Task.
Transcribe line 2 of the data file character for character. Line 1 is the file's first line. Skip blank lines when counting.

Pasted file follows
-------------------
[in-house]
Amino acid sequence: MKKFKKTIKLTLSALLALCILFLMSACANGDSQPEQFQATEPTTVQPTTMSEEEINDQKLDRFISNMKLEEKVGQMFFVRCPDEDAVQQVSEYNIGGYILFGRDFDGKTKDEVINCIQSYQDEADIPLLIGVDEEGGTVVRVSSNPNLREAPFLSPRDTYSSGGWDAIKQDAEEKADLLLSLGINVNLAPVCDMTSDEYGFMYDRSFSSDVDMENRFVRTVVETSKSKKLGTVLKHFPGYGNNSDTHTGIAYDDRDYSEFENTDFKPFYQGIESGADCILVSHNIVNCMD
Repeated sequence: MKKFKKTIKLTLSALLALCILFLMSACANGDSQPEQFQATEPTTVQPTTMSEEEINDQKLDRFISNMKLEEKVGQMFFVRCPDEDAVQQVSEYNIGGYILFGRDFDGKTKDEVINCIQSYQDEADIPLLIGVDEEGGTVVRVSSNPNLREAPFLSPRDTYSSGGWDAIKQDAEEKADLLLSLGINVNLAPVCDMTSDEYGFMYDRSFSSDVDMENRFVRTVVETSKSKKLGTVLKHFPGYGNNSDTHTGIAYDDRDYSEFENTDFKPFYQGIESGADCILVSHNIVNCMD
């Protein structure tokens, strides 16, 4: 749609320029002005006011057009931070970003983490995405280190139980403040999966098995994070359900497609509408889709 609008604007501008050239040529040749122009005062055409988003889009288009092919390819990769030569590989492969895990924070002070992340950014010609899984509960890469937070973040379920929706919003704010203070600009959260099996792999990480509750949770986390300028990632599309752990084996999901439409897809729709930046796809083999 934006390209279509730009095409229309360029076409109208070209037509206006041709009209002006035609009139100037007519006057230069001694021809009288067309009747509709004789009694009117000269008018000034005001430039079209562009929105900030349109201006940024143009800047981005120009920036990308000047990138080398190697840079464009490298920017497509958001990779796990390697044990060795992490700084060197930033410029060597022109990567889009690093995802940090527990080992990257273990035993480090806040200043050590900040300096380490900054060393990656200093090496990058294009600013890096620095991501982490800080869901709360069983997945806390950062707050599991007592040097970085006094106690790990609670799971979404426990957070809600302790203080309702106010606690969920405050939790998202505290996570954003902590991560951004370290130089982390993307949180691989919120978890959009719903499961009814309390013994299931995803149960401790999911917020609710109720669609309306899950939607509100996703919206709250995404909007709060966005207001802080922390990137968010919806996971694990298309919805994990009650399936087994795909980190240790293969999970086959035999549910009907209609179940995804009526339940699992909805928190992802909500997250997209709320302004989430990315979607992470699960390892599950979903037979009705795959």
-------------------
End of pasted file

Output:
Amino acid sequence: MKKFKKTIKLTLSALLALCILFLMSACANGDSQPEQFQATEPTTVQPTTMSEEEINDQKLDRFISNMKLEEKVGQMFFVRCPDEDAVQQVSEYNIGGYILFGRDFDGKTKDEVINCIQSYQDEADIPLLIGVDEEGGTVVRVSSNPNLREAPFLSPRDTYSSGGWDAIKQDAEEKADLLLSLGINVNLAPVCDMTSDEYGFMYDRSFSSDVDMENRFVRTVVETSKSKKLGTVLKHFPGYGNNSDTHTGIAYDDRDYSEFENTDFKPFYQGIESGADCILVSHNIVNCMD